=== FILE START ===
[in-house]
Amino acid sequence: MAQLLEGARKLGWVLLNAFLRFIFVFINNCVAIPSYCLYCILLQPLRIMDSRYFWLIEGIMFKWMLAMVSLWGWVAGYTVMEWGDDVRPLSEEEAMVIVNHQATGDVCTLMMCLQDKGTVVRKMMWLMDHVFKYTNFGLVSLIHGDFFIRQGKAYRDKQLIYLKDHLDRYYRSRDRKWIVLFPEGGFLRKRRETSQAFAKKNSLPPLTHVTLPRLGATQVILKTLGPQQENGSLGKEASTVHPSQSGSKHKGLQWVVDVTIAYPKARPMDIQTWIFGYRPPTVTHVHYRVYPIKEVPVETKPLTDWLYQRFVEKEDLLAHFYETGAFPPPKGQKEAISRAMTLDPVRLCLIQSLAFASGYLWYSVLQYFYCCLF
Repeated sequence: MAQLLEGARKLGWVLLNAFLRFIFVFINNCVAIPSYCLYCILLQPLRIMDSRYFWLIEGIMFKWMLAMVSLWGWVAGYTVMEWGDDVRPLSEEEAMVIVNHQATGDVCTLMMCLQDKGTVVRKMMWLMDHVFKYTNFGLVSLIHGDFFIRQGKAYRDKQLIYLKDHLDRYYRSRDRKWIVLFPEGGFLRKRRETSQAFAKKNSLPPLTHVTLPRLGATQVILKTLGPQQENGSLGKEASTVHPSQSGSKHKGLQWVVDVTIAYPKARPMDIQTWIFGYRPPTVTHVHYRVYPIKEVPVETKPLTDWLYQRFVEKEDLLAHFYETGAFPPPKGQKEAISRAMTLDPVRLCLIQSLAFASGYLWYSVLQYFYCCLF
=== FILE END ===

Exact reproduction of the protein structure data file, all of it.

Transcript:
[in-house]
Amino acid sequence: MAQLLEGARKLGWVLLNAFLRFIFVFINNCVAIPSYCLYCILLQPLRIMDSRYFWLIEGIMFKWMLAMVSLWGWVAGYTVMEWGDDVRPLSEEEAMVIVNHQATGDVCTLMMCLQDKGTVVRKMMWLMDHVFKYTNFGLVSLIHGDFFIRQGKAYRDKQLIYLKDHLDRYYRSRDRKWIVLFPEGGFLRKRRETSQAFAKKNSLPPLTHVTLPRLGATQVILKTLGPQQENGSLGKEASTVHPSQSGSKHKGLQWVVDVTIAYPKARPMDIQTWIFGYRPPTVTHVHYRVYPIKEVPVETKPLTDWLYQRFVEKEDLLAHFYETGAFPPPKGQKEAISRAMTLDPVRLCLIQSLAFASGYLWYSVLQYFYCCLF
Repeated sequence: MAQLLEGARKLGWVLLNAFLRFIFVFINNCVAIPSYCLYCILLQPLRIMDSRYFWLIEGIMFKWMLAMVSLWGWVAGYTVMEWGDDVRPLSEEEAMVIVNHQATGDVCTLMMCLQDKGTVVRKMMWLMDHVFKYTNFGLVSLIHGDFFIRQGKAYRDKQLIYLKDHLDRYYRSRDRKWIVLFPEGGFLRKRRETSQAFAKKNSLPPLTHVTLPRLGATQVILKTLGPQQENGSLGKEASTVHPSQSGSKHKGLQWVVDVTIAYPKARPMDIQTWIFGYRPPTVTHVHYRVYPIKEVPVETKPLTDWLYQRFVEKEDLLAHFYETGAFPPPKGQKEAISRAMTLDPVRLCLIQSLAFASGYLWYSVLQYFYCCLF